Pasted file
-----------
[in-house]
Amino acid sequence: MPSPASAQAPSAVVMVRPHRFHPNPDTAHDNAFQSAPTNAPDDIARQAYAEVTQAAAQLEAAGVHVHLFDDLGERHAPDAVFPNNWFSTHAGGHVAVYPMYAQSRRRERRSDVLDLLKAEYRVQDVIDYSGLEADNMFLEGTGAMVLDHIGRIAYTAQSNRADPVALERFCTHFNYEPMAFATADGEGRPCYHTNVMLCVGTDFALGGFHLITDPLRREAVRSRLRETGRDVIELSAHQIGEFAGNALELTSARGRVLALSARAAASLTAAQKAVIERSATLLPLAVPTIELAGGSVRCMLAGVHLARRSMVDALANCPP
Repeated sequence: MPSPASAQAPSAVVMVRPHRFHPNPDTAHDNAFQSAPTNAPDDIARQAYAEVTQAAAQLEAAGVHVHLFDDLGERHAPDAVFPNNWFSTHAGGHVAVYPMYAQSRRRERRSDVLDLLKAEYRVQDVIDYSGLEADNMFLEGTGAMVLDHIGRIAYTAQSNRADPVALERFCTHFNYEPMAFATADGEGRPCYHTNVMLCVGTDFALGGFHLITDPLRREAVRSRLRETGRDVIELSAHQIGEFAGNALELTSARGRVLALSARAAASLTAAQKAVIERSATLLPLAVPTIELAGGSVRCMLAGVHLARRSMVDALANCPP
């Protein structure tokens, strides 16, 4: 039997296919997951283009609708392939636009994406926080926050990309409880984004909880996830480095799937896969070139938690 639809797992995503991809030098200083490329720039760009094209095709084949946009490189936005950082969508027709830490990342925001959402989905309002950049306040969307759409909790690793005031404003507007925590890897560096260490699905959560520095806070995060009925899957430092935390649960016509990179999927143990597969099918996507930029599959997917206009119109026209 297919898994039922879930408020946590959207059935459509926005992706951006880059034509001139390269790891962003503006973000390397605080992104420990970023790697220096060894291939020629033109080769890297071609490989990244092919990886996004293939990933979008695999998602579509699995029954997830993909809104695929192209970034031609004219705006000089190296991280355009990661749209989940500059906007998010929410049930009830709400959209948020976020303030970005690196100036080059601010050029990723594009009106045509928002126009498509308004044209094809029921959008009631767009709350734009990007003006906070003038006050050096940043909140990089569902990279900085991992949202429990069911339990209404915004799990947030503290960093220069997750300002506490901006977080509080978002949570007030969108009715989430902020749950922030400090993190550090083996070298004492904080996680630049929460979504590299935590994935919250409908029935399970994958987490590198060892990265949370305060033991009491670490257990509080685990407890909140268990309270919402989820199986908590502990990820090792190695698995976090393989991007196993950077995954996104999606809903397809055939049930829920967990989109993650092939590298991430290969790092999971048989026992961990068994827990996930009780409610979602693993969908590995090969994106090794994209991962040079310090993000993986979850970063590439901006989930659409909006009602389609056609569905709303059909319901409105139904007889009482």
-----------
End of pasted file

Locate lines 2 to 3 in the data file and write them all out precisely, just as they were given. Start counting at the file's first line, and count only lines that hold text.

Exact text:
Amino acid sequence: MPSPASAQAPSAVVMVRPHRFHPNPDTAHDNAFQSAPTNAPDDIARQAYAEVTQAAAQLEAAGVHVHLFDDLGERHAPDAVFPNNWFSTHAGGHVAVYPMYAQSRRRERRSDVLDLLKAEYRVQDVIDYSGLEADNMFLEGTGAMVLDHIGRIAYTAQSNRADPVALERFCTHFNYEPMAFATADGEGRPCYHTNVMLCVGTDFALGGFHLITDPLRREAVRSRLRETGRDVIELSAHQIGEFAGNALELTSARGRVLALSARAAASLTAAQKAVIERSATLLPLAVPTIELAGGSVRCMLAGVHLARRSMVDALANCPP
Repeated sequence: MPSPASAQAPSAVVMVRPHRFHPNPDTAHDNAFQSAPTNAPDDIARQAYAEVTQAAAQLEAAGVHVHLFDDLGERHAPDAVFPNNWFSTHAGGHVAVYPMYAQSRRRERRSDVLDLLKAEYRVQDVIDYSGLEADNMFLEGTGAMVLDHIGRIAYTAQSNRADPVALERFCTHFNYEPMAFATADGEGRPCYHTNVMLCVGTDFALGGFHLITDPLRREAVRSRLRETGRDVIELSAHQIGEFAGNALELTSARGRVLALSARAAASLTAAQKAVIERSATLLPLAVPTIELAGGSVRCMLAGVHLARRSMVDALANCPP